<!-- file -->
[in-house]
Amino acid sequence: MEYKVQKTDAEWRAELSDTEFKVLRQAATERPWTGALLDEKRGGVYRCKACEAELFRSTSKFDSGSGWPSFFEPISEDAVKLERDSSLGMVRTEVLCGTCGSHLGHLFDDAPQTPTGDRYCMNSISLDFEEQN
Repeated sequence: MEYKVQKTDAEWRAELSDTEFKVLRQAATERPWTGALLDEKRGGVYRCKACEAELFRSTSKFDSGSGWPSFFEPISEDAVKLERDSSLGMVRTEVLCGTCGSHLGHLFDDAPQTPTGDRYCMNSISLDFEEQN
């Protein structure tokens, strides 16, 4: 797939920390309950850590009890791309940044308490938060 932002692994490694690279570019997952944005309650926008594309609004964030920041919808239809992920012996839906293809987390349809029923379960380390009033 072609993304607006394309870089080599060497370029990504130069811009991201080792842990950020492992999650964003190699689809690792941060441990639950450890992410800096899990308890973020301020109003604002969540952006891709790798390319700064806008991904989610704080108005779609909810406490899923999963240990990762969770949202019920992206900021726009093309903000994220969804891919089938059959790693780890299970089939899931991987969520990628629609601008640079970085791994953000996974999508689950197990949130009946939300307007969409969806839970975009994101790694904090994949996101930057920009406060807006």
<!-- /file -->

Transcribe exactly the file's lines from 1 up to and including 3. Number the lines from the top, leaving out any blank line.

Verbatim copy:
[in-house]
Amino acid sequence: MEYKVQKTDAEWRAELSDTEFKVLRQAATERPWTGALLDEKRGGVYRCKACEAELFRSTSKFDSGSGWPSFFEPISEDAVKLERDSSLGMVRTEVLCGTCGSHLGHLFDDAPQTPTGDRYCMNSISLDFEEQN
Repeated sequence: MEYKVQKTDAEWRAELSDTEFKVLRQAATERPWTGALLDEKRGGVYRCKACEAELFRSTSKFDSGSGWPSFFEPISEDAVKLERDSSLGMVRTEVLCGTCGSHLGHLFDDAPQTPTGDRYCMNSISLDFEEQN